Laurent Bruxelles, Dominic J Stratford, Richard Maire, Travis R Pickering, Jason L. Heaton, Amelie Beaudet, Kathleen Kuman, Robin Crompton, Kris J Carlson, Tea Jashashvili, Juliet McClymont, George M. Leader, Ronald J. Clarke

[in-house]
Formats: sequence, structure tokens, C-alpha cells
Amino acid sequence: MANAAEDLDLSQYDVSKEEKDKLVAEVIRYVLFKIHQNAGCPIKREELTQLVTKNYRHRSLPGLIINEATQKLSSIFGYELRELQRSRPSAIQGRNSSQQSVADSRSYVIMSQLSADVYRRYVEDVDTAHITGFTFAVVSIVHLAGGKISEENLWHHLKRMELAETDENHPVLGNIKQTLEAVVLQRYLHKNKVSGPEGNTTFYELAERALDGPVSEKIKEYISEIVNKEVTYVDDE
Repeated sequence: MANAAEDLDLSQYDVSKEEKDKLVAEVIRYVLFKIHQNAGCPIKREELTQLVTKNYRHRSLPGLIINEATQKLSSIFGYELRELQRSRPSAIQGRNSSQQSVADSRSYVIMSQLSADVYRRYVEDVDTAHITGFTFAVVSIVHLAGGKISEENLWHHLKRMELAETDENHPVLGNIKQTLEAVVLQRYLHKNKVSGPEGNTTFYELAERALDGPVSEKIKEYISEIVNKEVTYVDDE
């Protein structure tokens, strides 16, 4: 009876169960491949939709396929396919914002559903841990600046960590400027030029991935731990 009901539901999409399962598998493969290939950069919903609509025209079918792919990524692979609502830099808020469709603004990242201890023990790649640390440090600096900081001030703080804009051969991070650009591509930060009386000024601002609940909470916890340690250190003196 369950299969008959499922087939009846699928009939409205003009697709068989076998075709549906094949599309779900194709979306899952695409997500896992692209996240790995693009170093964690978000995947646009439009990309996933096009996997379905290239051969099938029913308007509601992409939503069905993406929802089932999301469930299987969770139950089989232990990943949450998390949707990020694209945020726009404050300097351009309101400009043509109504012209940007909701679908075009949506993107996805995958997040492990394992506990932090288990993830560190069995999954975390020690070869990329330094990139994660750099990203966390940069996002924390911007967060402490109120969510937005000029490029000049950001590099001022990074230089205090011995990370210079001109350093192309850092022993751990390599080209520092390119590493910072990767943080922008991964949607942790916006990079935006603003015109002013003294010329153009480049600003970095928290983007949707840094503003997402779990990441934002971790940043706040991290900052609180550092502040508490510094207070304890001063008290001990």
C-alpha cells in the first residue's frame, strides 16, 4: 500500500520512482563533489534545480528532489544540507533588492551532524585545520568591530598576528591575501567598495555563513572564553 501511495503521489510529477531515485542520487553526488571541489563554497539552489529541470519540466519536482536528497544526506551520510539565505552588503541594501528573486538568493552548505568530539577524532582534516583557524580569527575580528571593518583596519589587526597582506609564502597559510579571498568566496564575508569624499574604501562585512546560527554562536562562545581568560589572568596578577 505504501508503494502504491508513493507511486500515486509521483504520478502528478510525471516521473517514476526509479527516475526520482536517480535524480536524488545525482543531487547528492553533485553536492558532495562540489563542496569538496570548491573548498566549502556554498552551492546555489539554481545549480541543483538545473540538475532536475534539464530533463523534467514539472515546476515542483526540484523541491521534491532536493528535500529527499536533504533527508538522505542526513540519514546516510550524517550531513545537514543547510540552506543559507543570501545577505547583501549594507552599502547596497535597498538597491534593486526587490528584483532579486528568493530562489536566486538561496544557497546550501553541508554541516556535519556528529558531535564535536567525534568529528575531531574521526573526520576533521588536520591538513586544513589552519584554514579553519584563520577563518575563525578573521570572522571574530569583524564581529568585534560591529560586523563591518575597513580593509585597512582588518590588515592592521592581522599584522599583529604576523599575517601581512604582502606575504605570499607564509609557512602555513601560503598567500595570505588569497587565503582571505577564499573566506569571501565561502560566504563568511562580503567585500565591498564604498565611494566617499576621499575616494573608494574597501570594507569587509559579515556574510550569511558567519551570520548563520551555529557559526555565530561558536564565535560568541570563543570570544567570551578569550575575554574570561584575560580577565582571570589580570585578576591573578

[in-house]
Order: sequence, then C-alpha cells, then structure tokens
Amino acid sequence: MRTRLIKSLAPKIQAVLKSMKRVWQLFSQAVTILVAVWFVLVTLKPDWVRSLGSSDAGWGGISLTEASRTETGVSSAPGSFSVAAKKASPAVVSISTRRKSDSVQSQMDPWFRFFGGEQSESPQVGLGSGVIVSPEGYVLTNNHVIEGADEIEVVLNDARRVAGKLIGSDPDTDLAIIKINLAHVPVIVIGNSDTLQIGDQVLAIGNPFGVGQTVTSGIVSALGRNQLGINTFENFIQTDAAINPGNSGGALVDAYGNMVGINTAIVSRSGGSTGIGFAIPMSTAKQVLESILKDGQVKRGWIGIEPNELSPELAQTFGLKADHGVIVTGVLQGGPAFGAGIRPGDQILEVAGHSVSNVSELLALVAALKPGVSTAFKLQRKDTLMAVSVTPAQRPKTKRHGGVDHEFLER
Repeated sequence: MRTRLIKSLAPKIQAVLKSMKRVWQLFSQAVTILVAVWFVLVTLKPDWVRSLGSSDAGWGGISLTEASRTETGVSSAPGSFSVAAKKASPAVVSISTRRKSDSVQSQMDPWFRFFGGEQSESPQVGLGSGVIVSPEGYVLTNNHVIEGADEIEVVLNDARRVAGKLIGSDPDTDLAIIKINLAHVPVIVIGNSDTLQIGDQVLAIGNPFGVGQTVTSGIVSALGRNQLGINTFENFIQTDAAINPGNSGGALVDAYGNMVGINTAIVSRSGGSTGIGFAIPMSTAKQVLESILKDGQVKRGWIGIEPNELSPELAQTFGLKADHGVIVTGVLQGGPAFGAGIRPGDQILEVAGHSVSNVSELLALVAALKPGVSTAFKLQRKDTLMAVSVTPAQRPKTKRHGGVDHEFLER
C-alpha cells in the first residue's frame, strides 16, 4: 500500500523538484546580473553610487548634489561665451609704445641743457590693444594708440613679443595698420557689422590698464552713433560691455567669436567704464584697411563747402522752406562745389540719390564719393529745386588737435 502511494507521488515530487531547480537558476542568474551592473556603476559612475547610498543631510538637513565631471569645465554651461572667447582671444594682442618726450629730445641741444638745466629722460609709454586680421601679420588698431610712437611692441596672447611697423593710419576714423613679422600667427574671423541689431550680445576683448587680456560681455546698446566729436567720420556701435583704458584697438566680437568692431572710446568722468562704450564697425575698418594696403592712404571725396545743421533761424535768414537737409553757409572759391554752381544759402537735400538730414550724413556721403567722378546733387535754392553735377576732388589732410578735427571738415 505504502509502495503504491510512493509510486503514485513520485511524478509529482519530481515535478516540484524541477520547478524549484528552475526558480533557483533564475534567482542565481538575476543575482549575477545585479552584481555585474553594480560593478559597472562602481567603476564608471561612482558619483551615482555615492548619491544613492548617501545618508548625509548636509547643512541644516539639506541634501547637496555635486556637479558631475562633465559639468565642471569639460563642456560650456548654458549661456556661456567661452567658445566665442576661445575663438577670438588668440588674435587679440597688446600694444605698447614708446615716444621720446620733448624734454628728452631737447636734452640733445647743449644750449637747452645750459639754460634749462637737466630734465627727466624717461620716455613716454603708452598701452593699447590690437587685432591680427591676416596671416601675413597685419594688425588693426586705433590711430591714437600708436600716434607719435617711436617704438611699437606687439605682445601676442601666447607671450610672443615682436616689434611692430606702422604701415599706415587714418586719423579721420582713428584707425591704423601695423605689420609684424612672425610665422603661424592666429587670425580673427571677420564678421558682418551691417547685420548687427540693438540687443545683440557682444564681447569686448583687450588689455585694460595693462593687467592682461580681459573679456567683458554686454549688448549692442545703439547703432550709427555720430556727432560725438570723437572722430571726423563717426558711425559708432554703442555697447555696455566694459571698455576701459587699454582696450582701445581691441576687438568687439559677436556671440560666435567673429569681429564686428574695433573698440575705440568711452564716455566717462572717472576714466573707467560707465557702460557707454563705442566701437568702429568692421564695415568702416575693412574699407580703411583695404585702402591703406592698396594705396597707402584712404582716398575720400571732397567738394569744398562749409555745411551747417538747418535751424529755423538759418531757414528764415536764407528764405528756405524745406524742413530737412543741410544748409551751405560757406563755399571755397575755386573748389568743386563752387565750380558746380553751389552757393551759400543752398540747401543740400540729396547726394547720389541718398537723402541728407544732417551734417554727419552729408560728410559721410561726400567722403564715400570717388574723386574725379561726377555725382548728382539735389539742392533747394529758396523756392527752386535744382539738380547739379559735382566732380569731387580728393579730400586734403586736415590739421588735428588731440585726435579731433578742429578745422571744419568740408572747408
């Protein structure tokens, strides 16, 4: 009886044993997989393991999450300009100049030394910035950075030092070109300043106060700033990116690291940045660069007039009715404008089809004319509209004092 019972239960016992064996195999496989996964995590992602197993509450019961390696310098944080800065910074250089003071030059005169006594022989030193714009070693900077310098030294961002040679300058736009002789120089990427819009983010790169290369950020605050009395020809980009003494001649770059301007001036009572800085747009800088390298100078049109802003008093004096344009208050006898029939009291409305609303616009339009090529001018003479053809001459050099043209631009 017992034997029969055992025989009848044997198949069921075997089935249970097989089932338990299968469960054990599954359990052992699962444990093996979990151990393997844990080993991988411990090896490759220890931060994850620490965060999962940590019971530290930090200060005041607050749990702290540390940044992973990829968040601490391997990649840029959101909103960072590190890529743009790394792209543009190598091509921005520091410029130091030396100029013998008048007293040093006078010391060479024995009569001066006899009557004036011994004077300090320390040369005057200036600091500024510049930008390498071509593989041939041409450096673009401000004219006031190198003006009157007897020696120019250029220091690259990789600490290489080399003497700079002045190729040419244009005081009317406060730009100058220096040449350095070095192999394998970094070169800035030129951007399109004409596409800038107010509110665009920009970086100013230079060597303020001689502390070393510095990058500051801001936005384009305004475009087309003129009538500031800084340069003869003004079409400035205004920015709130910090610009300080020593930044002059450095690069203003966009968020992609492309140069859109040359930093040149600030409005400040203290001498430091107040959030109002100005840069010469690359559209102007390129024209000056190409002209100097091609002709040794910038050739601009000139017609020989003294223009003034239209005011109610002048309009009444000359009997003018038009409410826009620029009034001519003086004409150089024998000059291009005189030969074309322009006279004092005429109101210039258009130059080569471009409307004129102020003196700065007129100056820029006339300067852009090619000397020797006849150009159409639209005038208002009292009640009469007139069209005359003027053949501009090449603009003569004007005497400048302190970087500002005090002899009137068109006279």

The Sterkfontein Caves has an 80 year history of yielding remarkable evidence of hominin evolution and is currently the world's richest Australopithecus-bearing site. Included in Sterkfontein's hominin assemblage is StW 573 (Little Foot). Discovered in the Member 2 deposit in the Silberberg Grotto, StW 573 represents the most complete Australopithecus skeleton yet found. Because of its importance to the fossil hominin record, the geological age of Little Foot has been the subject of significant debate. Two main hypotheses have been proposed regarding the formation and age of Member 2 and by association StW 573. The first, proposes that Member 2 formed relatively rapidly, starting to accumulate at around 2.8 million years ago and that the unit is isolated to the Silberberg Grotto - the underlying chambers and passages forming later. The second proposes that Member 2 formed slowly, its accumulation starting before 3.67 million years ago and that the deposit extends into the Milner Hall and close to the base of the cave system. Both assume a primary association between StW 573 and Member 2, although which sediments in the Silberberg Grotto are associated with Member 2 has also been questioned. Recently a third alternative hypothesis questioning the association of StW 573 to Member 2 sediments proposed a two-stage burial scenario in which sediments associated with StW 573 represent a secondary and mixed-age deposit reworked from a higher cave. The stratigraphic and sedimentological implications of these hypotheses are tested here through the application of a multiscale investigation of Member 2, with reference to the taphonomy of the Little Foot skeleton. The complete infilling sequence of Member 2 is described and depositional units are tracked across all exposures of the deposit in the Silberberg Grotto and into the Milner Hall. Facies development follows patterns characteristic of colluvially accumulated taluses with 30-40 degrees angles of repose developing coarser distal facies. Sediments are generally stratified and conformably deposited in a sequence of silty sands eroded from well-developed lateritic soils on the landscape surface. Voids, clasts and bioclasts are organized consistently across and through Member 2 according to the underlying deposit geometry, indicating a gradual deposit accretion with no distinct collapse facies evident, no successive debris flow accumulation, and only localized intra-unit post-depositional modification. The stratigraphy and sedimentology of Member 2 supports a simple single-stage accumulation process through which Member 2 partially fills the Silberberg Grotto and extends into the deeper chambers and passages of the Sterkfontein Caves. Through this work we demonstrate at multiple scales the primary association between the sediments of Member 2 and the StW 573 Little Foot skeleton.